Welsh farming can survive the credit crunch, says CBI

Farmers in west Wales are as well placed as any other industry to survive the recession, says business lobby group CBI Wales.


But speaking to farmers this week, CBI Wales director David Rosser warned that the “very dramatic” way the world economy had been turned on its head was affecting every county and every sector of business.


Mr Rosser said: “Forecasts are worthless at the moment. No one knows how long this is going to last, but I can see 2009 is going to be very difficult for businesses.


“Even with the worst forecast, 90% of those employed in this country will still have a job at the end of this current credit crunch.


“But, those 90% aren’t sure whether they will still have a job and the lack of confidence will not help us get out of recession. The collapse in confidence is driving this recession.”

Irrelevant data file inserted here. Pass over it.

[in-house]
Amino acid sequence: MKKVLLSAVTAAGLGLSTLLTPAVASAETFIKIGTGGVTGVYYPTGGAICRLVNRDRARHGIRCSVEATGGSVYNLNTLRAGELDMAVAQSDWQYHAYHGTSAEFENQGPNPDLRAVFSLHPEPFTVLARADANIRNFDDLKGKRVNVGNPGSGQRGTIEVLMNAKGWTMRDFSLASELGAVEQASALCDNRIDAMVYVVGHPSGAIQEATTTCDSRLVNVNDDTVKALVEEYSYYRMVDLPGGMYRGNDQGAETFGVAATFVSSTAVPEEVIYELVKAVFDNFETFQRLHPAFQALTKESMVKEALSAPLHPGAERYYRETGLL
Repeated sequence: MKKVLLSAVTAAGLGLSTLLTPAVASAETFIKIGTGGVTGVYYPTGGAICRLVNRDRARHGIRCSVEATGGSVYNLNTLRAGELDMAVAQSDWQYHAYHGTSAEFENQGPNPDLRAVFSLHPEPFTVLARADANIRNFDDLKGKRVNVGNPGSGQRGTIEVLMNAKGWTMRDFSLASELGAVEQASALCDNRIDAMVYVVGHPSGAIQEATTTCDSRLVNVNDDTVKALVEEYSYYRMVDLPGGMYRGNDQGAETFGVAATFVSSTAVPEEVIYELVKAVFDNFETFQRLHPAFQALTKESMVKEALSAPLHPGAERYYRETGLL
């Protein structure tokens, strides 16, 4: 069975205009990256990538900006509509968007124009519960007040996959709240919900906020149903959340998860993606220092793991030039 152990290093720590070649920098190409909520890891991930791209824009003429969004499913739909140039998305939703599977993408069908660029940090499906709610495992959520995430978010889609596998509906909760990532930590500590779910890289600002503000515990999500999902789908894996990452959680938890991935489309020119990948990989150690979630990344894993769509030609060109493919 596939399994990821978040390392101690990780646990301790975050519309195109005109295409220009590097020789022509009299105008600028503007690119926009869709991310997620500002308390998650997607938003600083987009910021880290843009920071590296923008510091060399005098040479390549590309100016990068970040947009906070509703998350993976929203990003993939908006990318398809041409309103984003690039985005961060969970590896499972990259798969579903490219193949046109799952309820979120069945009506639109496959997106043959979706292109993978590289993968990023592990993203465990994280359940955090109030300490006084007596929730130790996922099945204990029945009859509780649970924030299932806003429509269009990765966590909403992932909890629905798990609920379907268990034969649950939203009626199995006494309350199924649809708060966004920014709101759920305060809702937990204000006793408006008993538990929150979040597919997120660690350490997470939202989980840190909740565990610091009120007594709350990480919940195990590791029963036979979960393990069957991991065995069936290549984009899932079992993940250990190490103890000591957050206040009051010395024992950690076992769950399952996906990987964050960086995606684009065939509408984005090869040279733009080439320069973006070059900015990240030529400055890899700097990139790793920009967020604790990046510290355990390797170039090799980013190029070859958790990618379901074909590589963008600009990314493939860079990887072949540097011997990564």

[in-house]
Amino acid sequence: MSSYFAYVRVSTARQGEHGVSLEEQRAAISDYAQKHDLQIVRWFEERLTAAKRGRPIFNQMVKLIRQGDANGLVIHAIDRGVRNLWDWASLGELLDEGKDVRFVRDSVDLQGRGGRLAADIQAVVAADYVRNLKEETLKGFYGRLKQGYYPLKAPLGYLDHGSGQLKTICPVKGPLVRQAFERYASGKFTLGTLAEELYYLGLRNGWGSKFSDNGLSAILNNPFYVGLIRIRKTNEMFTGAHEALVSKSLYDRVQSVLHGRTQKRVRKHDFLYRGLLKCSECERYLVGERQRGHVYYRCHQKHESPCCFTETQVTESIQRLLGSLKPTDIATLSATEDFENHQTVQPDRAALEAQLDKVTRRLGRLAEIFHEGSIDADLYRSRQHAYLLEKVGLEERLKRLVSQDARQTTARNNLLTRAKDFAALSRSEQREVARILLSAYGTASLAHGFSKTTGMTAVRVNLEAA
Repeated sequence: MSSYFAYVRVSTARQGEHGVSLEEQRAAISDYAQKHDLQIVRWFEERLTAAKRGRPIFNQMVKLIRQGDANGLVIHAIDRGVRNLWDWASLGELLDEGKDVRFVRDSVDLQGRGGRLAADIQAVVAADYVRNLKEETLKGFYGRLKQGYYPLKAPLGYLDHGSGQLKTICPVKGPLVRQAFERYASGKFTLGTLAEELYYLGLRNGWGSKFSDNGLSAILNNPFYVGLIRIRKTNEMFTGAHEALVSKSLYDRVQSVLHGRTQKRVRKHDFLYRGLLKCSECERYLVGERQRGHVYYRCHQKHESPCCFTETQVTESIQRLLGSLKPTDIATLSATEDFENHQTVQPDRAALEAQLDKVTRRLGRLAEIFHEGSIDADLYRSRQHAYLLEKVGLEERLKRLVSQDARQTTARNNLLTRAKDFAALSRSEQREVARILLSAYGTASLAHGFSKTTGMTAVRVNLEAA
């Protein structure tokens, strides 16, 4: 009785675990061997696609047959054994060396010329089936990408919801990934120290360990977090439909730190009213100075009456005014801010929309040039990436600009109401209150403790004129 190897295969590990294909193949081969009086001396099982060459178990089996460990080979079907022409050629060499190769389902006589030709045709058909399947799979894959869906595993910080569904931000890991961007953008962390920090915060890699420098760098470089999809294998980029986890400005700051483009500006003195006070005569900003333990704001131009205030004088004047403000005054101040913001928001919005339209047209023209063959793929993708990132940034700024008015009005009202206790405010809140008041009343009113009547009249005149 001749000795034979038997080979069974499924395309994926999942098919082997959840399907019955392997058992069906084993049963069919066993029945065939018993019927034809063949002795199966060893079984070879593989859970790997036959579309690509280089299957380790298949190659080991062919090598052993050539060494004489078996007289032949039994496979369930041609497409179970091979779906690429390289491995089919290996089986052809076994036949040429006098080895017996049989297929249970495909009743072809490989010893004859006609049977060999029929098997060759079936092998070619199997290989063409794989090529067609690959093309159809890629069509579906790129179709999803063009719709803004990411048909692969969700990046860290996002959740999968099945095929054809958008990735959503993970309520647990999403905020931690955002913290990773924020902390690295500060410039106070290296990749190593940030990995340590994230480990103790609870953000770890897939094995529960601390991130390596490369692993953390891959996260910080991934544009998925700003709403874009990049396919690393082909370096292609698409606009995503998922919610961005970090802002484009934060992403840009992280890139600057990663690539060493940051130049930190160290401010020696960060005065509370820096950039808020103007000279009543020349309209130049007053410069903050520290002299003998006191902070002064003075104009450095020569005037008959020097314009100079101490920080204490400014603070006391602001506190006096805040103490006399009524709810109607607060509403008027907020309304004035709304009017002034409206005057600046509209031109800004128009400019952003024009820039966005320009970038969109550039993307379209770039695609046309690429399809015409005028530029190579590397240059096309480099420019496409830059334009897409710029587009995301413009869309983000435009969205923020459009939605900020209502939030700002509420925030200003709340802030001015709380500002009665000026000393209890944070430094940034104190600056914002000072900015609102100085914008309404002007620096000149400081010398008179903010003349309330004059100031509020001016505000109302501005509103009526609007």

He warned that the Welsh Assembly government was not well placed to meet the financial implications of climate change targets.


It would mean a real squeeze on the budget in coming years.


Carmarthenshire NFU county chairman, Bernard Llewellyn, agreed that Welsh assembly funding would be an issue with regard to climate change targets.


He added: “Climate change is going to be one of the issues requiring future support and I think if there is a way in which we can change some of our farming patterns to help mitigate climate change and sequester carbon we will need encouragement.


“As an individual I would like to directly link agriculture with industry in terms of climate change and bypass government, as with some water companies in the north of England which pay farmers to avoid phosphates leaching into water courses.”

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